BASF, the largest chemical company in the construction materials industry, showcased a building innovation it developed as part of an industry competition funded by the Clinton Global Initiative. Moses Clark, BASF’s National Account Manager, described the challenge: to reduce the carbon footprint at a large New York City Housing Authority property located in Brooklyn. Because the property was occupied, safety and quality of life issues were paramount concerns, especially during the construction process. “If you’ve worked for housing units, you know we can’t say, ‘we want you to move out for a month,” said Moses. So BASF developed an insulating material that produced low VOCs, no odors or fumes, was quick to install, and would require minimal waste removal at the end of its life cycle. The product was selected among 630 solutions providers.
Energy management key to cost savings.
Another way companies can cut costs and make facilities smarter is by leveraging intelligent energy management systems.
Randy Parole, Senior Account Executive at Parole, described ways to cut peak demand (a.k.a. “demand shaving”) using robust software. STEM’s system tracks building patterns so companies can shift energy use to times when rates are lower. What’s more, there are currently a half billion dollars in financial incentives available to help companies manage dynamic energy markets.
Keith Larose , Director of Business Development at CopperTree Analytics, described his company’s energy management (EMS) and fault detection and diagnosis (FDD) software for companies that want to gain greater control of their energy dollars. CopperTree’s hallmark service is a “tight” breakdown of energy consumption for any device, available on a monthly, daily, hourly or by 15-minute time periods, along with real time reporting and analytics. Larose cited a case study of a maximum seciurity hospital in Nevada which had high peak demand charges. Coppertree offered a detailed energy prediction for 24-hour intervals, so that energy usage could be modified. With an initial investment of $1,200 the State of Nevata now saves $35K annually. In addition to cost benefits, Coppertree Analytic systems can be used to improve tenant comfort and reduce maintenance costs.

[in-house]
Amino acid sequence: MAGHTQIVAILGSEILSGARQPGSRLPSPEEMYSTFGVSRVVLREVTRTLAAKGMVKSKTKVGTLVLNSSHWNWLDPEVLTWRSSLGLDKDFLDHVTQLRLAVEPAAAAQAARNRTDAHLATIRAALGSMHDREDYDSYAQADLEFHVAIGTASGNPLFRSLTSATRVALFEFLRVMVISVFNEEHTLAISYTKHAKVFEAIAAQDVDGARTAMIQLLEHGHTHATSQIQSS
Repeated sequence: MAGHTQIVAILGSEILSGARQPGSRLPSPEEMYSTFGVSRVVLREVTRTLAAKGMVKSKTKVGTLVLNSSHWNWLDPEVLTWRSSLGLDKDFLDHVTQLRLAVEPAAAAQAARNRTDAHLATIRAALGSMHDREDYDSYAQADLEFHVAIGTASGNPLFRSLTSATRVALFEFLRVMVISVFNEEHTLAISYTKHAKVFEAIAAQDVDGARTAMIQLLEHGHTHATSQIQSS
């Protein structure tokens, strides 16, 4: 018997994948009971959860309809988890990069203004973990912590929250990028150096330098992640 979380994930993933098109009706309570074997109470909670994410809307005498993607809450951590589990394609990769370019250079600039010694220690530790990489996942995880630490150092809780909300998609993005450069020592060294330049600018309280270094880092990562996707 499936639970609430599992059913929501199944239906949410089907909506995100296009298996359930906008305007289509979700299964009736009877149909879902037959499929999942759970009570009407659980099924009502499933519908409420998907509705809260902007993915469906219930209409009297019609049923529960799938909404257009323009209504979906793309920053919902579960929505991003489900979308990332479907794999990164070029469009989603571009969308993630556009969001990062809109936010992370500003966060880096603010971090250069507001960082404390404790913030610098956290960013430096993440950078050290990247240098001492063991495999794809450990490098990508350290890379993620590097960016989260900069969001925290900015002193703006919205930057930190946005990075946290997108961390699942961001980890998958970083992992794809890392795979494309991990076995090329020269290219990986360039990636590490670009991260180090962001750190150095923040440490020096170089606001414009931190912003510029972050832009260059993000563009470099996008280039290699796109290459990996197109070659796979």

Many building owners struggle with the challenge of how to upgrade existing technologies without spending a fortune. Harry Sim, CEO of Cypress Envirosystems, presented a portfolio of low-cost, non-invasive technologies for companies to improve existing buildings. STEM’s wireless pneumatic thermostats, wireless gauge readers, wireless steam trap monitors and many other solutions “provide easy retrofit, and offer energy and labor savings with fast payback,” he said.
Gerald Bane, Regional Manager at Ware, a provider of industrial and commercial boiler systems, described a variety of combustion and control energy retrofits, as well as boiler rental programs that can save companies money and reduce their carbon footprint.
Faced with rising utility costs, unreliable grids, and the negative environmental impacts of our many of our energy choices, building owners must look to a new energy model. Connecting all facets of intelligent building and putting the right people together under one roof — the collaborative formula of FMA Summits — offers a clear pathway to the solutions they’ll need.